Date Awarded


Document Type


Degree Name

Doctor of Education (Ed.D.)




Charles Gressard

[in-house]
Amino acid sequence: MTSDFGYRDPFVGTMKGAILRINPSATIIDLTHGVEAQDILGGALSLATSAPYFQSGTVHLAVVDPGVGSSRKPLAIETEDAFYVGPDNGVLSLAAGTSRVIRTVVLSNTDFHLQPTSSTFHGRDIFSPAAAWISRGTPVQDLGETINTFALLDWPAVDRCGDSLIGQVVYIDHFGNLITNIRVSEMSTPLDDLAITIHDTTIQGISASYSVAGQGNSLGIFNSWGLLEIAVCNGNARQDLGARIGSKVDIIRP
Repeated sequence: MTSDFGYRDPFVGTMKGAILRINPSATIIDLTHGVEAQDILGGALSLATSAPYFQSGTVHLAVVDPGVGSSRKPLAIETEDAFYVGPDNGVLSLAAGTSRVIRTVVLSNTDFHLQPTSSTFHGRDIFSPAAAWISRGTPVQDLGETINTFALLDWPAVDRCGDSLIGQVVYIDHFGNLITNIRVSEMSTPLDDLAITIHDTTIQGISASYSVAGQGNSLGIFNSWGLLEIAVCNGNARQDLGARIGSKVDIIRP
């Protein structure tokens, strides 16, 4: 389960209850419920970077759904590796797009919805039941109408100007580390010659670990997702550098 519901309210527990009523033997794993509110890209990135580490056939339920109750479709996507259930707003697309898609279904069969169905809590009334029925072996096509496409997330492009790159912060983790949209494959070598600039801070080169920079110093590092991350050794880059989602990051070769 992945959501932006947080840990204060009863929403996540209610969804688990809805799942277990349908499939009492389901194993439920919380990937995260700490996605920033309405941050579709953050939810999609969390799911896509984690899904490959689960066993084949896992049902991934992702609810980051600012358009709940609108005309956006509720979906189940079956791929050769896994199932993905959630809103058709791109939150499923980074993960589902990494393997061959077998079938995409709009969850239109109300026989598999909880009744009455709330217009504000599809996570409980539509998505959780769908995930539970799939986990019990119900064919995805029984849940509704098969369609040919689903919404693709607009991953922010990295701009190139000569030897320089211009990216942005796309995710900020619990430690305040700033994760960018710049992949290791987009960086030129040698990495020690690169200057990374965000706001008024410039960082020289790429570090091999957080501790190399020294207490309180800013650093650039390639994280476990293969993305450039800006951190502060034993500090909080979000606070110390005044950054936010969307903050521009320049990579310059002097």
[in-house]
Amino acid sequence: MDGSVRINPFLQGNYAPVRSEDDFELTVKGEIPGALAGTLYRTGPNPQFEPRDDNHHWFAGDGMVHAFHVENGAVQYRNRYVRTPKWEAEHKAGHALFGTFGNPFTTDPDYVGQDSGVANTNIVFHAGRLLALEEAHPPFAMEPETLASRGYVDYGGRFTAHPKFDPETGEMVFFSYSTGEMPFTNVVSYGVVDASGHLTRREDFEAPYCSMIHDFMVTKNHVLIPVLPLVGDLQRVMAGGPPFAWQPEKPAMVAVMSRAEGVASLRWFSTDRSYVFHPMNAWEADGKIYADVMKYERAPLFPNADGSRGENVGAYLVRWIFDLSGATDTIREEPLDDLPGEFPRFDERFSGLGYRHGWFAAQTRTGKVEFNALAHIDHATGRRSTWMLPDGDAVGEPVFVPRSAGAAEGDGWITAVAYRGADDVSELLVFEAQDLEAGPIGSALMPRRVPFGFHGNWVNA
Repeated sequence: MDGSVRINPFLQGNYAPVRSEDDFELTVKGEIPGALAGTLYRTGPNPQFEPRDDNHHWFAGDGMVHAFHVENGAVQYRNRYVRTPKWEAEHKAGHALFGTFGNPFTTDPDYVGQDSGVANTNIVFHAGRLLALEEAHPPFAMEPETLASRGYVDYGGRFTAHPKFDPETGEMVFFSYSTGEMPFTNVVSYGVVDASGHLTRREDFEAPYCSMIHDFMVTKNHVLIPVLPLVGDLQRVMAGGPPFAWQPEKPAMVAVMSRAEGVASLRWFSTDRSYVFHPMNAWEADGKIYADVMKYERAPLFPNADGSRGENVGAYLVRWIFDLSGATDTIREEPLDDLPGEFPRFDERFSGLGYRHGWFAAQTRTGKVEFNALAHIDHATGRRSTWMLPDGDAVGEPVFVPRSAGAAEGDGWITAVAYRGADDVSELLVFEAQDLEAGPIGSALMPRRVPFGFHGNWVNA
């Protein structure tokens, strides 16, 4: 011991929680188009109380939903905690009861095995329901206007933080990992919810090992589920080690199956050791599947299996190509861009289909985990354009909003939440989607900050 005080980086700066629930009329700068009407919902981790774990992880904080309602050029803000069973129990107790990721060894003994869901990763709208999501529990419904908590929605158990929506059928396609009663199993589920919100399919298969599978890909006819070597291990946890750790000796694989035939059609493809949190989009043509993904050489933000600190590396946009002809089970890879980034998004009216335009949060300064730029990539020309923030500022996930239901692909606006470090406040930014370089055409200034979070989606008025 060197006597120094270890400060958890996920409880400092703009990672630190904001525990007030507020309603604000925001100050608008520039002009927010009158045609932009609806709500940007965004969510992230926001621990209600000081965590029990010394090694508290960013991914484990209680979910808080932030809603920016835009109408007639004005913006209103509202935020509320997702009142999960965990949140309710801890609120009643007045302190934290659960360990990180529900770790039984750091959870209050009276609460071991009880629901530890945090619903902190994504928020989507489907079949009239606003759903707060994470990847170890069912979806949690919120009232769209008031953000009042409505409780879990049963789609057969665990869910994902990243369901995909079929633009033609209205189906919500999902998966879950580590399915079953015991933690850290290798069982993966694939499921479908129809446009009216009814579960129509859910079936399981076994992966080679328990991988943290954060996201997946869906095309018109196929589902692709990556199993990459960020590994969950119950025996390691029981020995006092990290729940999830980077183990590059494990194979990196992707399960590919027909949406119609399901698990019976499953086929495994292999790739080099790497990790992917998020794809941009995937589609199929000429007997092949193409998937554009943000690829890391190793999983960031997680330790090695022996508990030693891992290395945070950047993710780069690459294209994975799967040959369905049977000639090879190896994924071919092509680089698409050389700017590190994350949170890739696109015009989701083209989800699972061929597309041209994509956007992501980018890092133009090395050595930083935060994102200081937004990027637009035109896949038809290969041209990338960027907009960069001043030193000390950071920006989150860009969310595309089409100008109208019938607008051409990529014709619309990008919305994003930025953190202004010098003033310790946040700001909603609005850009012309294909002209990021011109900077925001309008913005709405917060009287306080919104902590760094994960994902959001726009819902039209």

The purpose of this study was to investigate current practices used by clinicians when diagnosing children with AD/HD as well as to explore possible relationships between practices, professional disciplines, opinions, and theoretical leanings.;The study utilized a researcher designed questionnaire mailed to licensed Psychiatrists, Pediatricians, Clinical Psychologists, and Counselors in Virginia. The sample included 274 professionals.;Hypotheses examined relationships between professional discipline and use of assessment methodologies, consultation practices, and classification system preferences, as well as relationships between opinions about classification and assessment of AD/HD and practitioners' opinions about assessment practices.;It was found that physical examination was the only variable with any practical significance that was able to differentiate between the professional disciplines with regard to their preferences and utilization of specific methodologies for the assessment of AD/HD. Results revealed a negative relationship between one's confidence in assessing AD/HD and a practitioner's use of an interview in an assessment.;It was also found that practitioners were no more likely to engage in consultation with other professionals from their respective disciplines than from other disciplines, (2) those professionals who subscribed to a categorical system of classification were no more likely to utilize clinical techniques in assessment while those who subscribed to a dimensional model showed no preference for normative tools, and (3) physicians were no more likely than mental health professionals to subscribe to a categorical system of classification, while mental health professionals showed no preference towards a dimensional model of classification.



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